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Greasemonkey + Ruby = MouseHole
September 3, 2005 1:34 AM   Subscribe

You've heard of Greasemonkey (which allows you to remix web pages in firefox), you might also remember the Ruby Programming Language that all of the cool kids are talking about these days. Mix the two together, make it useable through any modern browser (using a proxy), and voila MouseHole!
posted by freshgroundpepper (9 comments total)

Interesting. It does make me wonder if the same idea (that is, having a proxy that does the page rewriting rather than the browser) couldn't have been created to use Javascript. This way the large repository of Greasemonkey scripts would be available to anyone using any browser.

For all I know maybe a Ruby script could be written for this that will inject Greasemonkey scripts into any given webpage. It would certainly increase this application's utility - I'm sure there's many IE and Opera users who would appreciate access to GM scripts.

FGP - nice find, I'll be keeping an eye on this to see how it develops.
posted by dodgygeezer at 2:13 AM on September 3, 2005

Ugh. What I meant by "increase this application's utility" was that it would immediately make it more useful.
posted by dodgygeezer at 2:22 AM on September 3, 2005

I definitely agree with dodgygeezer, that this app would be much more likely to take off if it could incorporate Greasemonkey scripts. It probably wouldn't be that hard of a ruby script to write really.

It's good to see all of these tools for working with the web sites users view. To those of us who work with this sort of stuff it seems to be so easy and obvious that you can remix web sites that it's odd that it has taken this long. That's not at all to say that these tools aren't innovative, just that the concept behind them seems pretty obvious.

The writer of this app, Why the Lucky Stiff, is a pretty interesting fellow himself, the writer of the funniest and most bizarre programming language text I've ever read; Why's (poignant) Guide to Ruby, click 'Ruby' in the FPP for the Mefi thread for it.
posted by Rictic at 2:43 AM on September 3, 2005

> couldn't have been created to use Javascript. This way the large repository of GreaseMonkey scripts

Greasemonkey is a browser plug-in that edits the FireFox Document Object Model (DOM) of the parsed web page in a browser. If this is a "web proxy" standing between the browser and a web site, then the FireFox DOM is unavailable.

To make a "GreaseProxy", you'd have to embed the FireFox engine inot the proxy and render the received HTML to a DOM in order to edit it with greasemonkey scripts before sending it to the browser.

The advantage of a proxy is you could make it a shared web site.

Some discussion about this I googled up:
mnot’s Web log: Greasemonkey and the Web
posted by dand at 11:09 AM on September 3, 2005

What's the point of breaking "Ruby Programming Language" into three separate links? You think I want to click each word and see what part of the site you decided to associate with it? Just one link is fine, I haven't got friggin' hours here you know.
posted by snoktruix at 11:12 AM on September 3, 2005

OK, sorry, so they're all separate links. But still, looks a bit like links for links sake. I mean, how about
"Hey I have posted something, yeah woo hoo isn't it great". Really makes one want to find out what I linked to in each of those separate individual words doesn't it.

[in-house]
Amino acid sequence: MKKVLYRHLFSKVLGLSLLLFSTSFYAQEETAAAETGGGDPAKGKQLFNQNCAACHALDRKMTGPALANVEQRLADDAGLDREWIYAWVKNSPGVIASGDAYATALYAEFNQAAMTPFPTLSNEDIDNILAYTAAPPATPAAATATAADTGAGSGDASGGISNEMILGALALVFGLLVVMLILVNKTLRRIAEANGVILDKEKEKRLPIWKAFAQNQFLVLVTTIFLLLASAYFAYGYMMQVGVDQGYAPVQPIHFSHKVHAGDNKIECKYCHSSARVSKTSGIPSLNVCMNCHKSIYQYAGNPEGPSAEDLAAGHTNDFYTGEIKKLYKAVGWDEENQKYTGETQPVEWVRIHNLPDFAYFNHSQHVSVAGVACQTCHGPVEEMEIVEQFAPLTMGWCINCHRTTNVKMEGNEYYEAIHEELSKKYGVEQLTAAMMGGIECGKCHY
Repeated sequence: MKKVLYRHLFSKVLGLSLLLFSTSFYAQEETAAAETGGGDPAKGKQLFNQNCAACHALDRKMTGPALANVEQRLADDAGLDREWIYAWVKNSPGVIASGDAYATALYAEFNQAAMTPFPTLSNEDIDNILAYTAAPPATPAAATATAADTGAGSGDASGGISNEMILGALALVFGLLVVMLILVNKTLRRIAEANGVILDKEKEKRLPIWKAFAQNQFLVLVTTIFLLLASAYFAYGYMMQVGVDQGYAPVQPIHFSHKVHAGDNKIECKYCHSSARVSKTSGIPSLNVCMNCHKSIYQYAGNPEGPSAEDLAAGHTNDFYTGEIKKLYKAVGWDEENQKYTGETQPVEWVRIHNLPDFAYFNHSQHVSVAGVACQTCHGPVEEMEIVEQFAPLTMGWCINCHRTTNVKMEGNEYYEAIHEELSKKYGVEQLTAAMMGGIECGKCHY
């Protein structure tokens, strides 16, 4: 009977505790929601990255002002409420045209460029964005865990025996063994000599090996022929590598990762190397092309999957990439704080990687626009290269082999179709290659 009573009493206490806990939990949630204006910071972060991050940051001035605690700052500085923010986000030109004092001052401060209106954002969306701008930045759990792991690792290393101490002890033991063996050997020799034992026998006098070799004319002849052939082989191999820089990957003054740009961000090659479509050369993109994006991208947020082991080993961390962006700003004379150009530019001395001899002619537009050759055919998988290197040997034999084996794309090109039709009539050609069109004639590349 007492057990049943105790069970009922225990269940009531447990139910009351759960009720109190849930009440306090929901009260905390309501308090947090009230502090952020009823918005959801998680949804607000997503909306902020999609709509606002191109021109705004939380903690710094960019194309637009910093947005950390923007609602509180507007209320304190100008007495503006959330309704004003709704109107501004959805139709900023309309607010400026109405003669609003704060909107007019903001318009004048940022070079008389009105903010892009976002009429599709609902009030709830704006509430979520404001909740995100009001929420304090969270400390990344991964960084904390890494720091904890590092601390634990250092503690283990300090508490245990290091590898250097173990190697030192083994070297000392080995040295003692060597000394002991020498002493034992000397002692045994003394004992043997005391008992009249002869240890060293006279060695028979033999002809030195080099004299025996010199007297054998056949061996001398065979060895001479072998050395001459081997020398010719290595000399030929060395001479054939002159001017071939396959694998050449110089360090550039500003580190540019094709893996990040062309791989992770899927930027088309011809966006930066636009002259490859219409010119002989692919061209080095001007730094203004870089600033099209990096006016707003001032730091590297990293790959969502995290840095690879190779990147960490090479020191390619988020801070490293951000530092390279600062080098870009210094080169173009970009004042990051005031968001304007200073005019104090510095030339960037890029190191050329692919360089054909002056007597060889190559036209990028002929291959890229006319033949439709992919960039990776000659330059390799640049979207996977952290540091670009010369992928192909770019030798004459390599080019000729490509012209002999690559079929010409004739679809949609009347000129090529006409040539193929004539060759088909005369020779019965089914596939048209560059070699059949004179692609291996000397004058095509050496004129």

posted by snoktruix at 11:18 AM on September 3, 2005

snoktruix - actually, I normally agree with you that it's ugly to break what you think is a single link into multiple links, but I thought all 3 of those links would be helpful for someone trying to pick up ruby (and also show that there was a previous discussion on metafilter about ruby).

Maybe what would be better in the future would be to do somethink like linking ruby programming language to the main ruby web site and then just be more explicit and say something like "(ruby previously discussed here, and more help on ruby is available here)".

The only thing I was trying to avoid by doing that was having too long of a FPP, and to dilute the message that what I'm really posting about is MouseHole.
posted by freshgroundpepper at 12:46 PM on September 3, 2005

One of the cooler things that MouseHole supports is a thing called hoodwink.d.

What hoodwink.d is, is an underground meta-comment system that allows the users to post comments about stories on other comments.

Miss the posting ability on BoingBoing that Corey took away a couple of years ago? It's back with hoodwink.d.

which you can get to by modifying your /etc/hosts file (on windows your hosts file is in c:\windows\system32\drivers\etc) to have this line in it: hoodwink.d

Then visit http://hoodwink.d and sign up for an account. This will give you access to a script file that works both in greasemonkey (the .js file) or in MouseHole (the .rb file). If you've got MouseHole installed and running as your proxy, you should just have to click on the .rb file link and it will automatically be added to MouseHole for you. Then, whenever you visit a site that has winks on it, you'll see the link next to each post so that you can add comments that other hoodwink.d peeps can see.

In fact there's actually a hoodwinked post on this metafilter post by _why (the creator of MouseHole as well as the Poignant Guide to Ruby), in it, he mentions that greasemonkey script compatibility is planned in the near future.

It's a bit underground currently, but I think that's part of the point.
posted by freshgroundpepper at 12:17 AM on September 4, 2005

Tangentally releated: Wikalong is a FireFox extension that basically adds a wiki in a small sidebar to every site. (screenshot)
posted by esch at 12:27 PM on September 4, 2005

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